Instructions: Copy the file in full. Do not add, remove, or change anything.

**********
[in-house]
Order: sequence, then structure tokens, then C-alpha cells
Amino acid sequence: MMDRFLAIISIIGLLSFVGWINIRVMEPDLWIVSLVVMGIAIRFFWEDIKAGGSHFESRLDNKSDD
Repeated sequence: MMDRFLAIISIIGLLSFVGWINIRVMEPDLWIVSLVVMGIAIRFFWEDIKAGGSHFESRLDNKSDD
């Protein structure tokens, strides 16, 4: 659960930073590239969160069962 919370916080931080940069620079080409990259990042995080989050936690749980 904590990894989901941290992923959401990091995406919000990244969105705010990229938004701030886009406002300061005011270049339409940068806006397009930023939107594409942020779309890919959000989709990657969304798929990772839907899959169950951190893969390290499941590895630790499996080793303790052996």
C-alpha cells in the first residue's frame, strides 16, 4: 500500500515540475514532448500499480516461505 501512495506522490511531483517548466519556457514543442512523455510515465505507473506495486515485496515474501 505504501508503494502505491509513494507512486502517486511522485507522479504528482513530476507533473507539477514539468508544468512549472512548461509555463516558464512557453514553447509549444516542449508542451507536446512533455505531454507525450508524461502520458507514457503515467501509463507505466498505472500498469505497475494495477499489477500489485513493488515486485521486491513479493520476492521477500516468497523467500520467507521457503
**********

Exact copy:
[in-house]
Order: sequence, then structure tokens, then C-alpha cells
Amino acid sequence: MMDRFLAIISIIGLLSFVGWINIRVMEPDLWIVSLVVMGIAIRFFWEDIKAGGSHFESRLDNKSDD
Repeated sequence: MMDRFLAIISIIGLLSFVGWINIRVMEPDLWIVSLVVMGIAIRFFWEDIKAGGSHFESRLDNKSDD
């Protein structure tokens, strides 16, 4: 659960930073590239969160069962 919370916080931080940069620079080409990259990042995080989050936690749980 904590990894989901941290992923959401990091995406919000990244969105705010990229938004701030886009406002300061005011270049339409940068806006397009930023939107594409942020779309890919959000989709990657969304798929990772839907899959169950951190893969390290499941590895630790499996080793303790052996």
C-alpha cells in the first residue's frame, strides 16, 4: 500500500515540475514532448500499480516461505 501512495506522490511531483517548466519556457514543442512523455510515465505507473506495486515485496515474501 505504501508503494502505491509513494507512486502517486511522485507522479504528482513530476507533473507539477514539468508544468512549472512548461509555463516558464512557453514553447509549444516542449508542451507536446512533455505531454507525450508524461502520458507514457503515467501509463507505466498505472500498469505497475494495477499489477500489485513493488515486485521486491513479493520476492521477500516468497523467500520467507521457503